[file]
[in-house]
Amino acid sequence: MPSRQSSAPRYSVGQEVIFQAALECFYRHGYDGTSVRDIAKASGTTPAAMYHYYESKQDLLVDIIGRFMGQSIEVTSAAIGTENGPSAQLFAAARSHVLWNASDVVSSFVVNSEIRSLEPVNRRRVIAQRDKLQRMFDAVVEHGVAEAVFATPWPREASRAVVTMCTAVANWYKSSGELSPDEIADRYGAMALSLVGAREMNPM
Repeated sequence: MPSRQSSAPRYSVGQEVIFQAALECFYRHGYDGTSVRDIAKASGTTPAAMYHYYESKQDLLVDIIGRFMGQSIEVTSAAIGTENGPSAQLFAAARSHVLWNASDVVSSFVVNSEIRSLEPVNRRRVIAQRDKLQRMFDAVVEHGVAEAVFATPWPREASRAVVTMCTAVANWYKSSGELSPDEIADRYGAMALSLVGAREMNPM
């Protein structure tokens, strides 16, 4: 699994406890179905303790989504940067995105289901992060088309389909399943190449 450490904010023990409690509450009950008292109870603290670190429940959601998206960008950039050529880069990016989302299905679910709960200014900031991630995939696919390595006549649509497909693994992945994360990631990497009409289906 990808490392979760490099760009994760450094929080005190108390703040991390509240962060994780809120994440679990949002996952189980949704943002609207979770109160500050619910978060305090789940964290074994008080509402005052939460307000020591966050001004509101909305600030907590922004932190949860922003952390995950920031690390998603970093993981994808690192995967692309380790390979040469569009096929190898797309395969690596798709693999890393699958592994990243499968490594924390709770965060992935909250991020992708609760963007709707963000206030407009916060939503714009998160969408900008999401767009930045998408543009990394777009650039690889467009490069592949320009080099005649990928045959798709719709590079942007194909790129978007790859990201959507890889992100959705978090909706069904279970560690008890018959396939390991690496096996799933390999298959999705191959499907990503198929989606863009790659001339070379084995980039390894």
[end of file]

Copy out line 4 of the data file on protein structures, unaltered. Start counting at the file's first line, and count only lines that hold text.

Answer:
């Protein structure tokens, strides 16, 4: 699994406890179905303790989504940067995105289901992060088309389909399943190449 450490904010023990409690509450009950008292109870603290670190429940959601998206960008950039050529880069990016989302299905679910709960200014900031991630995939696919390595006549649509497909693994992945994360990631990497009409289906 990808490392979760490099760009994760450094929080005190108390703040991390509240962060994780809120994440679990949002996952189980949704943002609207979770109160500050619910978060305090789940964290074994008080509402005052939460307000020591966050001004509101909305600030907590922004932190949860922003952390995950920031690390998603970093993981994808690192995967692309380790390979040469569009096929190898797309395969690596798709693999890393699958592994990243499968490594924390709770965060992935909250991020992708609760963007709707963000206030407009916060939503714009998160969408900008999401767009930045998408543009990394777009650039690889467009490069592949320009080099005649990928045959798709719709590079942007194909790129978007790859990201959507890889992100959705978090909706069904279970560690008890018959396939390991690496096996799933390999298959999705191959499907990503198929989606863009790659001339070379084995980039390894």